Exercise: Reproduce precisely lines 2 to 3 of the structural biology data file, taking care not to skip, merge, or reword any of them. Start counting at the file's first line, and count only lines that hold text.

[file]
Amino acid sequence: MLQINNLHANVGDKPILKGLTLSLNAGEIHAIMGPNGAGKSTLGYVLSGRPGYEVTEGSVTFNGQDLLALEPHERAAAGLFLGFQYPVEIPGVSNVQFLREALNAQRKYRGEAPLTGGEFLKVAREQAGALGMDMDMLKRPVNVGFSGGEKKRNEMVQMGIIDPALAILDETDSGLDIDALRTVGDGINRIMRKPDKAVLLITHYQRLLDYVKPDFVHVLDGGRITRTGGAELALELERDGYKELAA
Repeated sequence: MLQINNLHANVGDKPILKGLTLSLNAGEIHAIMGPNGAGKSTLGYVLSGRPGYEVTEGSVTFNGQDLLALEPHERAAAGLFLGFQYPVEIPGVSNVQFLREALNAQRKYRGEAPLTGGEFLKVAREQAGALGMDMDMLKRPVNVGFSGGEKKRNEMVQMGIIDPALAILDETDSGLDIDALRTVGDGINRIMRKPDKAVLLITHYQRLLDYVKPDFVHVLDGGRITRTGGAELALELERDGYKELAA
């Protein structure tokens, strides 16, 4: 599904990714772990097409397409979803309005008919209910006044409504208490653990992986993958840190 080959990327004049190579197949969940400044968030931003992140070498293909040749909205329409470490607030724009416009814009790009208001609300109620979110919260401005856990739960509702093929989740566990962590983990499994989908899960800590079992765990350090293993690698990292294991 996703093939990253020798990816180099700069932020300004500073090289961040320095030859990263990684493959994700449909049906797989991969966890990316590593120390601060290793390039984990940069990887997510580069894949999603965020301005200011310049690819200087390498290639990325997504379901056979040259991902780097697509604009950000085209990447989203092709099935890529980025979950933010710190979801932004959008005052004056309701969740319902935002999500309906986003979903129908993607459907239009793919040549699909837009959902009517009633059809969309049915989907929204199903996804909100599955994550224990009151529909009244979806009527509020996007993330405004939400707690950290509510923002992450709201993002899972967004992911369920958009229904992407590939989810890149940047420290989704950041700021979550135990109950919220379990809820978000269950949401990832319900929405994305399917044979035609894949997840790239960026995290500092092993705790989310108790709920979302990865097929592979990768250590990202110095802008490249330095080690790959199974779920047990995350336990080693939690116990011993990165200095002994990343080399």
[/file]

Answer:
Repeated sequence: MLQINNLHANVGDKPILKGLTLSLNAGEIHAIMGPNGAGKSTLGYVLSGRPGYEVTEGSVTFNGQDLLALEPHERAAAGLFLGFQYPVEIPGVSNVQFLREALNAQRKYRGEAPLTGGEFLKVAREQAGALGMDMDMLKRPVNVGFSGGEKKRNEMVQMGIIDPALAILDETDSGLDIDALRTVGDGINRIMRKPDKAVLLITHYQRLLDYVKPDFVHVLDGGRITRTGGAELALELERDGYKELAA
């Protein structure tokens, strides 16, 4: 599904990714772990097409397409979803309005008919209910006044409504208490653990992986993958840190 080959990327004049190579197949969940400044968030931003992140070498293909040749909205329409470490607030724009416009814009790009208001609300109620979110919260401005856990739960509702093929989740566990962590983990499994989908899960800590079992765990350090293993690698990292294991 996703093939990253020798990816180099700069932020300004500073090289961040320095030859990263990684493959994700449909049906797989991969966890990316590593120390601060290793390039984990940069990887997510580069894949999603965020301005200011310049690819200087390498290639990325997504379901056979040259991902780097697509604009950000085209990447989203092709099935890529980025979950933010710190979801932004959008005052004056309701969740319902935002999500309906986003979903129908993607459907239009793919040549699909837009959902009517009633059809969309049915989907929204199903996804909100599955994550224990009151529909009244979806009527509020996007993330405004939400707690950290509510923002992450709201993002899972967004992911369920958009229904992407590939989810890149940047420290989704950041700021979550135990109950919220379990809820978000269950949401990832319900929405994305399917044979035609894949997840790239960026995290500092092993705790989310108790709920979302990865097929592979990768250590990202110095802008490249330095080690790959199974779920047990995350336990080693939690116990011993990165200095002994990343080399």